This is some more research based on prior efforts.
The goal is to make more efficient use of available RAM. If the system runs low on memory only two options are possible: either the kernel invokes the oom-killer to quit tasks to free memory (oom --> out of memory) or starting to swap.
Swap is a problem if it happens on slow media. 'Slow' media usually describes the situation on SBC. 'Average' SD cards (not A1 rated) are slow as hell when it's about random IO performance. So swapping is usually something that should be avoided. But... technology improves over time.
In Linux we're able to swap not only to physical storage but since a few years also to compressed memory. If you want to get the details simply do a web search for zram or check Wikipedia first..
Test setup is a NanoPC-T4 equipped with 4 GB RAM (RK3399 based so a big.LITTLE design with 2xA72 and 4xA53). I crippled the board down to being a quad-core A53 running at 800 MHz where I can easily switch between 4GB RAM and lower numbers: Adding 'mem=1110M maxcpus=4' to kernel cmdline results in the A72 cores being inactive, the kernel only using 1 GB DRAM and for whatever reasons cpufreq scaling not working so the RK3399 statically being clocked at 808 MHz. All tests done with RK's 4.4 (4.4.152).
This test setup is meant as 'worst case possible'. A quad-core A53 at 800 MHz is more or less equivalent to a quad-core A7 running at ~1000-1100 MHz. So we're trying to test with the lower limit.
I used a compile job that requires up to 2.6 GB RAM to be built (based on this blog post). The task is to build ARM's Compute Library which involves swapping on systems with less than 3 GB memory. Let's have a look:
In the following I tried a couple of different scenarios: Swap on physical media and also two different zram algorithms:
w/o: no swapping happened since board booted with full 4GB RAM active
nvme: Transcend TS128GMTE110S SSD in M.2 slot, link is established at x4 Gen2
emmc: the 16GB ultra fast Samsung eMMC 5.1 on NanoPC-T4
usb2: Samsung EVO840 SSD in JMS567 disk enclosure, attached to USB2 port (UAS works)
usb3: Samsung EVO840 SSD in JMS567 disk enclosure, attached to USB3 port (UAS works)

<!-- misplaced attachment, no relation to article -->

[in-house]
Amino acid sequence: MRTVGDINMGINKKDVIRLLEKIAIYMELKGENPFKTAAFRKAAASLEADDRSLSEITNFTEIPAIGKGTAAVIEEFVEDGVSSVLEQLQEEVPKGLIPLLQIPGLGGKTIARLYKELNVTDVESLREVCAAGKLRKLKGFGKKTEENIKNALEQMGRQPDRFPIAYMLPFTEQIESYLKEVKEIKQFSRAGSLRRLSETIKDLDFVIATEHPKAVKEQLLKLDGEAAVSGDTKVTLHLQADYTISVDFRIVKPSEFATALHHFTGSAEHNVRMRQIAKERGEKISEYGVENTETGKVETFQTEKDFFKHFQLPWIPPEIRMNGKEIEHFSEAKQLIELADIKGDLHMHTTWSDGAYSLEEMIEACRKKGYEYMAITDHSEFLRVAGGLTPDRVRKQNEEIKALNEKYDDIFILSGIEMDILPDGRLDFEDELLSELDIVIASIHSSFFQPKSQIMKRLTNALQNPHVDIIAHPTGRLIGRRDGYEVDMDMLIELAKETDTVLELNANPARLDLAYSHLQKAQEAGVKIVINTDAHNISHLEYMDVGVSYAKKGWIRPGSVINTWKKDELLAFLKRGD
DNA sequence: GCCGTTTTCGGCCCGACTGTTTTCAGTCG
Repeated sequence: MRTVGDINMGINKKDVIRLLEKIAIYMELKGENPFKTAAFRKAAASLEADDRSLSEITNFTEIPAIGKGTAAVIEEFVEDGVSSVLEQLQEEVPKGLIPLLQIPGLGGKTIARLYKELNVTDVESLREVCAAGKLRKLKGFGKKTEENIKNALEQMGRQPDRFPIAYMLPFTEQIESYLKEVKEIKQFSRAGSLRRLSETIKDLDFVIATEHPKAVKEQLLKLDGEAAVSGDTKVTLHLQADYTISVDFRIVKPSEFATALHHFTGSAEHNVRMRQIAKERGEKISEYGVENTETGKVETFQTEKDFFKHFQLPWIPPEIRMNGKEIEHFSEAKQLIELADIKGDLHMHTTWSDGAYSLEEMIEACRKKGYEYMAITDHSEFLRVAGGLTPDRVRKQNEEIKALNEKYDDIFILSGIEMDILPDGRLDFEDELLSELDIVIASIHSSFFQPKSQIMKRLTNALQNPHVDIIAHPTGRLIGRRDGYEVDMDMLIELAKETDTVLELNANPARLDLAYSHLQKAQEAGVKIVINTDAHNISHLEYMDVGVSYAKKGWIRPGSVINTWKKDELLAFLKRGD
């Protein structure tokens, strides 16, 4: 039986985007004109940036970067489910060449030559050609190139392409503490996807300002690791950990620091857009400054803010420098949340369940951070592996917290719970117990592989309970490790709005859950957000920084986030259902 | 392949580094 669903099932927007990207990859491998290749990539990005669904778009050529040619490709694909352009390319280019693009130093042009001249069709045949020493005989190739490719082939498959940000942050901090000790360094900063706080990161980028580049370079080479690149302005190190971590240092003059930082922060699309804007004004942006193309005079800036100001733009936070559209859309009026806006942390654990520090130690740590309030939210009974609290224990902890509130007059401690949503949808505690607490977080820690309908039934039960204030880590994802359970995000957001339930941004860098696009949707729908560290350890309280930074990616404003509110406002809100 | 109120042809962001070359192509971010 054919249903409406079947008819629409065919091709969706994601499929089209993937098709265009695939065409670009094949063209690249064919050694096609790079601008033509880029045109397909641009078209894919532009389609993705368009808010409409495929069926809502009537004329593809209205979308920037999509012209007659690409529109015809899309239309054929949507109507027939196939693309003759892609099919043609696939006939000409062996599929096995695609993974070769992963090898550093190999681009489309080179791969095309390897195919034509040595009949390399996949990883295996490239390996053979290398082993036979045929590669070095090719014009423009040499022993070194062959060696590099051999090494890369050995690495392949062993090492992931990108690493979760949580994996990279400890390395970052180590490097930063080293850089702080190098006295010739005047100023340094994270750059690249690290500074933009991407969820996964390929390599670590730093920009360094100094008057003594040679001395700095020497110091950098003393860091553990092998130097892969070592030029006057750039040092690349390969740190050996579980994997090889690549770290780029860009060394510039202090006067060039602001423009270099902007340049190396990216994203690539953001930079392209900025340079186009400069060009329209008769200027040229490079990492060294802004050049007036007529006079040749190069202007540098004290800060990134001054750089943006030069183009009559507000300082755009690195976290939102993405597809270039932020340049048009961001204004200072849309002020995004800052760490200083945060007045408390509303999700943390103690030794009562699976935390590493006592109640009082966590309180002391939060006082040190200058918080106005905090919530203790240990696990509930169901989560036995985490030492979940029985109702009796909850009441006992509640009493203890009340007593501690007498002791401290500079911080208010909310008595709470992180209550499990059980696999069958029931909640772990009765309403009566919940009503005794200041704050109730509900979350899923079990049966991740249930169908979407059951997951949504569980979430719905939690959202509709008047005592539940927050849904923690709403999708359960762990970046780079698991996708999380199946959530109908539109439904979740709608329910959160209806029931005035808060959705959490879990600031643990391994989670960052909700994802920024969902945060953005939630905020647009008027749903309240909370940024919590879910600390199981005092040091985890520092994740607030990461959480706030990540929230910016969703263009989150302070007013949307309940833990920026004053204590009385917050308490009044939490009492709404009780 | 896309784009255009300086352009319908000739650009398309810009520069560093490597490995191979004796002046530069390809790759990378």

hdd: Samsung HM500JI 2.5" HDD in JMS567 disk enclosure, attached to USB2 port (UAS works)
sd card: 'average' SanDisk 8 GB SD card (not A1 rated so horribly low random IO performance)
lzo: zram with lzo as compression algorithm
lz4: zram with lz4 as compression algorithm
And the numbers are:
w/o nvme lzo lz4 emmc usb2 usb3 hdd sd card
real 100m39 118m47 125m26 127m46 133m34 146m49 154m51 481m19 1151m21
user 389m48 415m38 405m39 402m52 415m38 415m29 407m18 346m28 342m49
sys 11m05 29m37 36m14 60m01 34m35 66m59 65m44 23m05 216m25
You need to look at the 1st row: that's the time the whole job took. For more details consult the 'time' manual page.
In other words: When limiting the RK3399 on NanoPC-T4 to just the four A53 cores running at 800 MHz the compile job takes 100 minutes with 4 GB RAM. As soon as we limit the available RAM to 1 GB swapping has to occur so it gets interesting how efficient the various approaches are:
NVMe SSD is the fastest option. Performance drop only 18%. That's due to NVMe being a modern storage protocol suited for modern (multi-core) CPUs. Problem: there's no PCIe and therefore no NVMe on the majority of SBC
Zram with both lzo and lz4 algorithms performs more or less the same (interestingly lzo slightly faster)
Slightly slower: the fast Samsung eMMC 5.1
Surprisingly the EVO840 SSD connected via USB2 performs better than connected via USB3 (some thoughts on this)
Using a HDD for swap is BS (and was BS already the last 4 decades but we had no alternative until SSDs appeared). The compile job needs almost 5 times longer to complete since all HDD suck at random IO
Using an average SD card for swap is just horrible. The job that finished within 100 minutes with 4 GB DRAM available took over 19 HOURS with swap on an average SD card (please note that today usual A1 rated SD cards are magnitudes faster and easily outperform HDDs)
Summarizing: NVMe SSDs are no general option (since only available on some RK3399 boards). Swap on HDD or SD card is insane. Swap on USB connected SSDs performs ok-ish (~1.5 times slower) so the best option is to use compressed DRAM. We get a performance drop of just 25% at no additional cost. That's amazing.
The above numbers were 'worst case'. That's why I crippled the RK3399 to a slow performing quad-core A53. You get the idea how 'worse' zram might be on the slowest SBCs Armbian runs on (I know that there are still the boring Allwinner A20 boards around -- yep, they're too slow for this).
When I did all this boring test stuff I always recorded the environment using 'iostat 1800' (reports every 30 minutes what really happened and shows in detail how much data has been transferred and on which the CPU cores spent time). Quite interesting to compare %user, %sys and especially %iowait percentages: